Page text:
We can all learn a lesson from Susan Boyle.
After losing last year's presidential election, the national Republican Party seems to have lost its way.
They weren't playing nice at the Capitol this year, and when legislators grabbed their toys and went home, neither chamber had won the transportation legislation tug-of-war. Just because no agreement on funding was reached, however, doesn't put the brakes on Georgia transportation policy.
On April 22, 1970, 20 million people across the country celebrated the first Earth Day. It was a time when cities were smothered in smog and polluted American rivers caught fire.
The National Security Act of 1947, a reorganization of the foreign-policy and military apparatuses of the U.S. government, created what historians call "the national security state." Critics complain that the national security state vastly empowered government and cut the executive branch loose from legislative accountability. It marked the beginning of a hyperactive interventionism abroad.
Economists are predicting the number of women on the national payroll will surpass the number of men in 2009 due to the fact that 82 percent of recession-related job losses have impacted men. This news has sparked many discussions about how gender roles may or may not be affected in traditional American families. Will dad now run the household while mom earns the income? Will mom still do 17 hours of housework per week?
When I first went to Congress in the 1960s, dialogue between members of Congress and their constituents was straightforward - you'd go on radio or television, send a newsletter home, and talk to constituents by telephone or at meetings back in the district.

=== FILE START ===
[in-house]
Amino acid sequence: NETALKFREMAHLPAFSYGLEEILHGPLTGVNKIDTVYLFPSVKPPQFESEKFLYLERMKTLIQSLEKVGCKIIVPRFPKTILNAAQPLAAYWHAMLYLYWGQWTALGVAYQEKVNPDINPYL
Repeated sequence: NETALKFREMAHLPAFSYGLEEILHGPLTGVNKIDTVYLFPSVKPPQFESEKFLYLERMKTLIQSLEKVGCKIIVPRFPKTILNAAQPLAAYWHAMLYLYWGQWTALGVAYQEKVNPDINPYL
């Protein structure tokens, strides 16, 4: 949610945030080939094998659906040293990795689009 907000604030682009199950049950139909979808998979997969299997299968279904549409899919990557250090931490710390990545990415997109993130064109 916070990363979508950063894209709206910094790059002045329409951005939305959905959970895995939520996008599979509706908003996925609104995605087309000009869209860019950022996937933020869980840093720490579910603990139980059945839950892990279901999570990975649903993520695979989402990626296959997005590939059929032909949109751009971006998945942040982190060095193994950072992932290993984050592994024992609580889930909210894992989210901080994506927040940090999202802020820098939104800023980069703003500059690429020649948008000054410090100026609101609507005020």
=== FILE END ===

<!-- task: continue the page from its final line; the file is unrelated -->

The run-up to the election for governor next year is beginning to feel like a replay of 1998.
Americans are saving for the first time in decades.
Recently, Newsweek looked at Federal Election Commission records and discovered the political action committees of five major recipients of federal bank bailout money, it found, made some $85,000 in campaign contributions in January and February, mostly to members of Congress sitting on the committees that oversee their industry.
One would think Barack Obama would have learned something about the limits of his personal charm at the G-20 summit in London. Even with the hated George W. Bush back in Texas, the anarchists still rage in the streets, the French and Germans still hate "Anglo-Saxon-style" capitalism, and the nations of the world still won't take dictation - on the need for a coordinated, global stimulus - from Washington.
Unless the Easter bunny leaves Georgia's government a bushel of golden eggs, the Peach State is in a heck of a mess.
The 2009 Legislative Session of the Georgia General Assembly officially adjourned sine die on April 3.
PITTSBURGH - Does the name Byran Uyesugi ring a bell? Odds are not. What about Robert A. Hawkins? Or Mark Barton? Terry Ratzmann? Robert Stewart?
The 2009 Legislative Session has come to an end and was one of the toughest yet. State revenues declined, unemployment rose and the danger of increased foreclosures loomed as the Legislature worked toward stimulating the economy and balancing the state budget.
"What I am saying is, we spend too much time, we waste time, the city's time that the people have us up here to do. We waste that time. We looked at it the first of October and November and December, we're still going over the same stuff. Why don't we go on and do what we're supposed to do? Get it approved and move on to the next issue that this council is supposed to be doing".
When thinking about the $1.1 trillion spending bill passed by Congress last month, one might ask, "What does Congress have against conservation?"
Dear Cameron Charles Yarbrough: For the past 15 years, I have taken the opportunity at the beginning of the New Year to share some advice - first with your dad and his cousins and now with you, my great-grandson. I hope you don't mind and will bear with me. You probably would rather be playing with your Legos and I understand that but maybe something in this letter might make a difference in your life in years to come. I pray that will be so.
Editor, I've been seeing a lot more commercials for the Wounded Warrior Project on television recently, requesting that I send in my $19 per month.
A few years ago, the magazine I have long loved - Southern Living - changed. Like most Southerners, I have an aversion to change, which is why our traditions have such stranglehold. We never let go.
There's nothing like a good, old-fashioned road trip to ensure that good parenting habits and ground rules are not only broken, but stomped to smithereens and tossed out of a (moving car) window.